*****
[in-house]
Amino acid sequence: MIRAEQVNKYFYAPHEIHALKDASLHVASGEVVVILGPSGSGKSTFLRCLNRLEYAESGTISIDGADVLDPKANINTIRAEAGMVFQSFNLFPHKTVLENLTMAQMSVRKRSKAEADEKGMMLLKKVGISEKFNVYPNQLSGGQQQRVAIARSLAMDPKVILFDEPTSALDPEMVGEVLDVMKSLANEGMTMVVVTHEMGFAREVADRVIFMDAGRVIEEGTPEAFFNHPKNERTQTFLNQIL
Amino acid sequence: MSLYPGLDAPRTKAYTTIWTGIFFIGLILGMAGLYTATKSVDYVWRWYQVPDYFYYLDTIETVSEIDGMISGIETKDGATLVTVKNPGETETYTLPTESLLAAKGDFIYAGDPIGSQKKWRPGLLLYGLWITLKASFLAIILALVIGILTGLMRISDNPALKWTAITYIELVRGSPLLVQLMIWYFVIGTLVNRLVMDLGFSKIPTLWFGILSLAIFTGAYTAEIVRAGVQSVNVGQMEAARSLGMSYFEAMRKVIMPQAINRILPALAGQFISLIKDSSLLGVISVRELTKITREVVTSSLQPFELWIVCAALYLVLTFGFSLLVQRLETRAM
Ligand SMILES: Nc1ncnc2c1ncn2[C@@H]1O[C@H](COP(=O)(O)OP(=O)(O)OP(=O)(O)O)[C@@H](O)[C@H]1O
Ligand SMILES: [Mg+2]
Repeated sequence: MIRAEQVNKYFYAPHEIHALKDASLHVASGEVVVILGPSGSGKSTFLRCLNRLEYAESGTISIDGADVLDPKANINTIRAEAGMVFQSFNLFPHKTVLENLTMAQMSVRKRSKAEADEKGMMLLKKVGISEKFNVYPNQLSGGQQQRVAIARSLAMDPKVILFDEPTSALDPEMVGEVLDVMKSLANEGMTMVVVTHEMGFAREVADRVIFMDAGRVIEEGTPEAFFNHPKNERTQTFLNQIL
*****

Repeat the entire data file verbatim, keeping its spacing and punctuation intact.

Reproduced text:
[in-house]
Amino acid sequence: MIRAEQVNKYFYAPHEIHALKDASLHVASGEVVVILGPSGSGKSTFLRCLNRLEYAESGTISIDGADVLDPKANINTIRAEAGMVFQSFNLFPHKTVLENLTMAQMSVRKRSKAEADEKGMMLLKKVGISEKFNVYPNQLSGGQQQRVAIARSLAMDPKVILFDEPTSALDPEMVGEVLDVMKSLANEGMTMVVVTHEMGFAREVADRVIFMDAGRVIEEGTPEAFFNHPKNERTQTFLNQIL
Amino acid sequence: MSLYPGLDAPRTKAYTTIWTGIFFIGLILGMAGLYTATKSVDYVWRWYQVPDYFYYLDTIETVSEIDGMISGIETKDGATLVTVKNPGETETYTLPTESLLAAKGDFIYAGDPIGSQKKWRPGLLLYGLWITLKASFLAIILALVIGILTGLMRISDNPALKWTAITYIELVRGSPLLVQLMIWYFVIGTLVNRLVMDLGFSKIPTLWFGILSLAIFTGAYTAEIVRAGVQSVNVGQMEAARSLGMSYFEAMRKVIMPQAINRILPALAGQFISLIKDSSLLGVISVRELTKITREVVTSSLQPFELWIVCAALYLVLTFGFSLLVQRLETRAM
Ligand SMILES: Nc1ncnc2c1ncn2[C@@H]1O[C@H](COP(=O)(O)OP(=O)(O)OP(=O)(O)O)[C@@H](O)[C@H]1O
Ligand SMILES: [Mg+2]
Repeated sequence: MIRAEQVNKYFYAPHEIHALKDASLHVASGEVVVILGPSGSGKSTFLRCLNRLEYAESGTISIDGADVLDPKANINTIRAEAGMVFQSFNLFPHKTVLENLTMAQMSVRKRSKAEADEKGMMLLKKVGISEKFNVYPNQLSGGQQQRVAIARSLAMDPKVILFDEPTSALDPEMVGEVLDVMKSLANEGMTMVVVTHEMGFAREVADRVIFMDAGRVIEEGTPEAFFNHPKNERTQTFLNQIL